Different Homeschooling Styles

Dear Reader,

I wish I had understood earlier in my homeschool journey more about the theory behind different homeschooling styles. And I wish I had been clearer in my own mind what I believed. I am not sure that was possible because maybe one just needs to jump in with both feet to figure out what one does believe. But I’d like to try to discuss what’s behind the different approaches to homeschooling in the hopes that others can begin to think about these issues earlier than I did. This will no doubt take  a few posts. So this will just be a shorter introduction.

What are the different philosophies of education available to us as homeschoolers?

A to Z Homeschooling lists the following under methods/styles: Charlotte Mason, Classical, Distance Learning, Eclectic, Enki Education, Montessori, Resource and Cottage Schools, Studio Teachers, Thomas Jefferson Education, Tutoring, Umbrella Schools, Unit Studies, Unschooling, and the Waldorf Method.

Now some of these are approaches or methods of homeschooling but they are not philosophies. For our purposes, I am only interested in those that are actual philosophies about children and/or education. Among those that are approaches I would include: distance learning, eclectic, resource and cottage schools, studio teachers, tutoring, umbrella schools, and unit studies. The line is somewhat blurry as I think, for instance, that the use of unit studies does have underlying it some assumptions about children and how they learn. But I am not sure I have ever heard a unit study philosophy put forth as such.

So the main ones I am interested in are: Charlotte Mason, Classical, Enki (maybe, I have no idea yet what that is), Thomas Jefferson Education, Montessori, Waldorf, and Unschooling.

My questions for each of these are:

What do they assume about how learning works?

How do they view children?

How do they view human nature?

What do they believe is the goal of education?

I think I have a pretty good handle on Charlotte Mason’s answer to these questions. I have known a lot of unschoolers and I think I can tackle what they belive also. I know a little of the classical approach and am reading more on it. The other approaches I have only had a little introduction to so we will see how that goes.

I guess my own asusmption underlying this series is that what we believe matters. Our beliefs play out in how we live our lives and in this case, how we educate our children.  And if we are not deliberate in our beliefs, if we are not aware of our own assumptions about who our chidlren are, we may end up with unintended consequences that we are not happy with.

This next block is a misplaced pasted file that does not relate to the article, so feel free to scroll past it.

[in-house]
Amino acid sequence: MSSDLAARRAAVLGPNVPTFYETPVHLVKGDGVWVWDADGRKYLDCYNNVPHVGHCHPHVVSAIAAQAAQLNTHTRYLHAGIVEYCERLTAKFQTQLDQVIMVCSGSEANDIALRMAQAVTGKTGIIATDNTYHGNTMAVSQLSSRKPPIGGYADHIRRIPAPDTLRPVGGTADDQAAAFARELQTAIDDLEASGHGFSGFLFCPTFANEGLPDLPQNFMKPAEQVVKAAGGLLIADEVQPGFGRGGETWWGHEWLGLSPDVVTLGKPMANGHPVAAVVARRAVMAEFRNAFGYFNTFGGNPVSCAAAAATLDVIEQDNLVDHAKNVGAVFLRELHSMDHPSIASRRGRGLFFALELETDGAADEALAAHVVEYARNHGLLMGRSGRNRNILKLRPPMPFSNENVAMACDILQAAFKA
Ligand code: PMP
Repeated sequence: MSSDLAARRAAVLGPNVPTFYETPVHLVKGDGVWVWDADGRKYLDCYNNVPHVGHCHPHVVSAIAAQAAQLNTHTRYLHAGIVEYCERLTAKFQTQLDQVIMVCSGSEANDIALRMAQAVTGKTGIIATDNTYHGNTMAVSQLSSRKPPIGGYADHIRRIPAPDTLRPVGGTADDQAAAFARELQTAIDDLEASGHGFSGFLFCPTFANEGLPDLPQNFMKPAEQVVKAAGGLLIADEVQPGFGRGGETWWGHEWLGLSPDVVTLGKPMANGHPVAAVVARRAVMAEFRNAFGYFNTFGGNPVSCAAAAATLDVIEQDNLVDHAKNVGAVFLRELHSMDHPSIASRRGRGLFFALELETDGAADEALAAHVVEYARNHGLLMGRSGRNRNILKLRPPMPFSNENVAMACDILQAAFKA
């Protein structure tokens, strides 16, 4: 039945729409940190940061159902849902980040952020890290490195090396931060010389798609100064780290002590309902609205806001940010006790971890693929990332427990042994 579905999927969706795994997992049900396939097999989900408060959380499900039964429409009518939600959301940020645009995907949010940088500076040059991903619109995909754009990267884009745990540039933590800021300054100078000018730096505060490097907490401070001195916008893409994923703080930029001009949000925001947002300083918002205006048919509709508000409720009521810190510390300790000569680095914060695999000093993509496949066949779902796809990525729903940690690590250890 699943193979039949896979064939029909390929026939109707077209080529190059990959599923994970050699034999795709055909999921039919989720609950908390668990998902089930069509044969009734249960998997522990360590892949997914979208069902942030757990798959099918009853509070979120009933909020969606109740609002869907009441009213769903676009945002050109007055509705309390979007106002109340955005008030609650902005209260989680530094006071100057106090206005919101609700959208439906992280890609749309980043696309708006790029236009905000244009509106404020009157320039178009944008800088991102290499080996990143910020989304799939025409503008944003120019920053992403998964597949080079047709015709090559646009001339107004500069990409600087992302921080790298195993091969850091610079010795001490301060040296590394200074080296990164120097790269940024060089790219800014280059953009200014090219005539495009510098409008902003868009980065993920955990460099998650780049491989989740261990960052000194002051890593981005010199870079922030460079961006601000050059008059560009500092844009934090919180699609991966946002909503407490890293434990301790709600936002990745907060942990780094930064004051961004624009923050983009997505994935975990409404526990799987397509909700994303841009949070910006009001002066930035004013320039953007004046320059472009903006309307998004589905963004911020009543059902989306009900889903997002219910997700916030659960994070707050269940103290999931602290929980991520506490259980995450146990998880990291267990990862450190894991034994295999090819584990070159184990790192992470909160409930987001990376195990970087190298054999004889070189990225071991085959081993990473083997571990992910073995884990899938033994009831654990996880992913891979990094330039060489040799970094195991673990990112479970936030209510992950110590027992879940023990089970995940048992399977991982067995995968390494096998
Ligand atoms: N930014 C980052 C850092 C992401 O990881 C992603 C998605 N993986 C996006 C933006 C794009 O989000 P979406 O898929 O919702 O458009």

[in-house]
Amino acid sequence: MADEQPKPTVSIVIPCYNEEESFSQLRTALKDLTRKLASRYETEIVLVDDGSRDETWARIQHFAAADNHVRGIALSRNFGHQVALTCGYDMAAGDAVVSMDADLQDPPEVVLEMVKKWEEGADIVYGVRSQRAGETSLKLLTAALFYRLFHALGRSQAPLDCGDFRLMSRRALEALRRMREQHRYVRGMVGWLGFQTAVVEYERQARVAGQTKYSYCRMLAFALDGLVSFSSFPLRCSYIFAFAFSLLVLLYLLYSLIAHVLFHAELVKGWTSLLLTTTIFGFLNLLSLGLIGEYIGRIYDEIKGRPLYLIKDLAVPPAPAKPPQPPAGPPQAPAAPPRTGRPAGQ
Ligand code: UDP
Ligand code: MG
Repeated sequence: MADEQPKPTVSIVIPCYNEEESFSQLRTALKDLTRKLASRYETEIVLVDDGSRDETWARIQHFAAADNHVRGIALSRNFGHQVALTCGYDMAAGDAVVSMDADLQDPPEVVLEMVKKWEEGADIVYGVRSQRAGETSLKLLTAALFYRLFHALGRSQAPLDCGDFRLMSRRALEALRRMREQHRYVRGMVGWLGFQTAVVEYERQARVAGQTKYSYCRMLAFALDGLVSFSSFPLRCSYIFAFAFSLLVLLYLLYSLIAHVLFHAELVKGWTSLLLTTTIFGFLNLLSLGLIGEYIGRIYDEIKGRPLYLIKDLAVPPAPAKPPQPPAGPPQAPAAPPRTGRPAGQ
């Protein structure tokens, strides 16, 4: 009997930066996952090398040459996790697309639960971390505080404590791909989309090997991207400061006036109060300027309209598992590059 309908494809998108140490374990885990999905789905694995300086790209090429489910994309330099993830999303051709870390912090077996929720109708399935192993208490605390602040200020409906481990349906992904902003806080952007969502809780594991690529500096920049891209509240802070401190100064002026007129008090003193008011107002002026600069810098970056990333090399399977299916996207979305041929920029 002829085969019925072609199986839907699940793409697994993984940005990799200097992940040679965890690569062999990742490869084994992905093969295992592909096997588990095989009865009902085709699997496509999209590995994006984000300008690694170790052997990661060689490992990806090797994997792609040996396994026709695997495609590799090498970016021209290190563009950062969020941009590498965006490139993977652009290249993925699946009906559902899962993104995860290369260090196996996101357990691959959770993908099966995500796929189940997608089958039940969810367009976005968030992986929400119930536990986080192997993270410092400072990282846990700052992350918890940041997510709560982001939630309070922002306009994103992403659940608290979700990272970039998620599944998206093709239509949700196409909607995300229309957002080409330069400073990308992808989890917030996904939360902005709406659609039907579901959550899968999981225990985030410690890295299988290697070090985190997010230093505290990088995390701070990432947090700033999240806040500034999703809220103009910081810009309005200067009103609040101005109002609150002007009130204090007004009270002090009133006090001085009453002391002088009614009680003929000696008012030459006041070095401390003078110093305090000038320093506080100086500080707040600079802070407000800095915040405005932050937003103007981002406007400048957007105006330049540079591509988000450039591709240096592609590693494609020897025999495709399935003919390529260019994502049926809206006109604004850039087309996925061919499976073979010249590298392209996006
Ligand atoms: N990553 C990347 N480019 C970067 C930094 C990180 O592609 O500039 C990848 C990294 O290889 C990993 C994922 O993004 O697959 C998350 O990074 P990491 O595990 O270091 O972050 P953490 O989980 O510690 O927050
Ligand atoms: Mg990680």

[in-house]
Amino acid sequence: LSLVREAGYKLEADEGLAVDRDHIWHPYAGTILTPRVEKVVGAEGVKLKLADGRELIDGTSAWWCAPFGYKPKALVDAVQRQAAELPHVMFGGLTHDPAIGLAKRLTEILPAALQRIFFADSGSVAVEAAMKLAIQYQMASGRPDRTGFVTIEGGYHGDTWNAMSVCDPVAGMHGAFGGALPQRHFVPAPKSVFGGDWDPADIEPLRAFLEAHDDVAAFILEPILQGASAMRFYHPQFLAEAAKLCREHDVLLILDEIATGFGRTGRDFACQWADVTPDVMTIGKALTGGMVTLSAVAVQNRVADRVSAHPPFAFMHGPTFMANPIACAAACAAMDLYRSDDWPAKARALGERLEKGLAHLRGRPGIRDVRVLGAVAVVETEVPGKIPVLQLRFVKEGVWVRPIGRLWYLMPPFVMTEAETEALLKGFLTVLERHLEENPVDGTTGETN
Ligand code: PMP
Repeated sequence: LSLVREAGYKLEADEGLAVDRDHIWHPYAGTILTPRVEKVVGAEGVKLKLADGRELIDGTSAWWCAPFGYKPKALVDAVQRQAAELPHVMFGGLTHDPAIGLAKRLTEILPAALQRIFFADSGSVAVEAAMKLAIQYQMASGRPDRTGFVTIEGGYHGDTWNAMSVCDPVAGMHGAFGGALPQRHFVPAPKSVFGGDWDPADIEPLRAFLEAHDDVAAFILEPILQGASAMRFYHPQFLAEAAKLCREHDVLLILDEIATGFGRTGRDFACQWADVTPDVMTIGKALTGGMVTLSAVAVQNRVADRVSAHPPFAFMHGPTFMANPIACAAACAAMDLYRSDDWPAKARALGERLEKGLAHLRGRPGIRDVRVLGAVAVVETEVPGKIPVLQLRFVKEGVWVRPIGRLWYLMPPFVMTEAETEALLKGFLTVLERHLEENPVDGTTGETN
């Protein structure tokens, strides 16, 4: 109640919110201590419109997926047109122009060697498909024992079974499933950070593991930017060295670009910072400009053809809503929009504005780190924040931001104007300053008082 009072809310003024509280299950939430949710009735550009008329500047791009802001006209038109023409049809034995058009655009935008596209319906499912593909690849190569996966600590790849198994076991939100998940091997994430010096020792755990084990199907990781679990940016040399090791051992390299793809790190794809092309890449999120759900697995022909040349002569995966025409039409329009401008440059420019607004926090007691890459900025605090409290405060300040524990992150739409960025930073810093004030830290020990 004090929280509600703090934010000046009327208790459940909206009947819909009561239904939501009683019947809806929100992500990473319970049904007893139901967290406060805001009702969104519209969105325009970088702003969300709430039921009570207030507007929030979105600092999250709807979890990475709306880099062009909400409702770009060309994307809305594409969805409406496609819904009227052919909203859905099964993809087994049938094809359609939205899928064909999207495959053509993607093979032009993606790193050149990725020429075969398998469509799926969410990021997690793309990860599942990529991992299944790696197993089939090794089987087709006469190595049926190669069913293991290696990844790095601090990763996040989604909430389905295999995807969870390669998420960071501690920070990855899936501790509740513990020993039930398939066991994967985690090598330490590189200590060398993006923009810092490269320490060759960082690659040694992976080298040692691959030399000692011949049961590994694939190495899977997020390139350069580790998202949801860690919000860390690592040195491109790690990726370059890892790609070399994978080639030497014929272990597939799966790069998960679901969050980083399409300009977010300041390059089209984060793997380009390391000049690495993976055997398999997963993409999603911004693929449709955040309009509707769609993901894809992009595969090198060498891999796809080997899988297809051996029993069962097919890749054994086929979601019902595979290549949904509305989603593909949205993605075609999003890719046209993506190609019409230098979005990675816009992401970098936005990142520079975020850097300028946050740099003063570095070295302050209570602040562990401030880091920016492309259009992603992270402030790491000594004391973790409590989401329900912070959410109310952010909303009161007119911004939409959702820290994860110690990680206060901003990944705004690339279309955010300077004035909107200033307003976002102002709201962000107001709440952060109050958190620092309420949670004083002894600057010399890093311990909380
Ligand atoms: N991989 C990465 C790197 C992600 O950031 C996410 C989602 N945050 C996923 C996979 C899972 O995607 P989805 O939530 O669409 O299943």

Stay tuned for more.


11 responses to this post.

  1. […] the like– and they do not address the philosophies behind these approaches. So as a part of my series on the different philosophies of education available to us homeschoolers, I would like to try […]


  2. […] intro to the series is here. So far I have published posts on Unit Studies (and a follow-up), Unschooling, Classical Ed (and a […]


  3. […] working through my series on the different approaches to homeschool (see the intro here; so far I have done posts on unschooling, unit studies, and classical education; more are coming), […]


  4. […] occurred to me that in my series on different homeschool styles, I hadn’t scheduled in a post specifically on the Charlotte Mason method. This is the […]


  5. […] is part of my continuing series on the philosophies behind different homeschooling methods (See the introduction, unit studies, unschooling, classical, and Charlotte Mason entries). I am starting to get further […]


  6. […] of a series I am going on different homeschooling methods. Here are the previously published parts: Intro, Unit Studies, Unschooling, Classical, Charlotte Mason, and Thomas Jefferson […]


  7. […] aware of the curriculum put out by the Puritans’ Network.  Since I have been looking at different approaches to homeschool, I thought I would tackle this one as […]


  8. […] a part of my continuing series on different approaches to homeschooling, I am now going to look at Montessori education. This […]


  9. […] have been reading up on it for my continuing series on different approaches to homeschool (see the intro, unschooling, CM education, classical, TJEd, Christian classical, Montessori, and the […]


  10. […] It is one of the questions I am asking of each of the homeschool approaches I look at in my series on them. And I have done a post on Charlotte Mason for that series which addresses the issue. It […]


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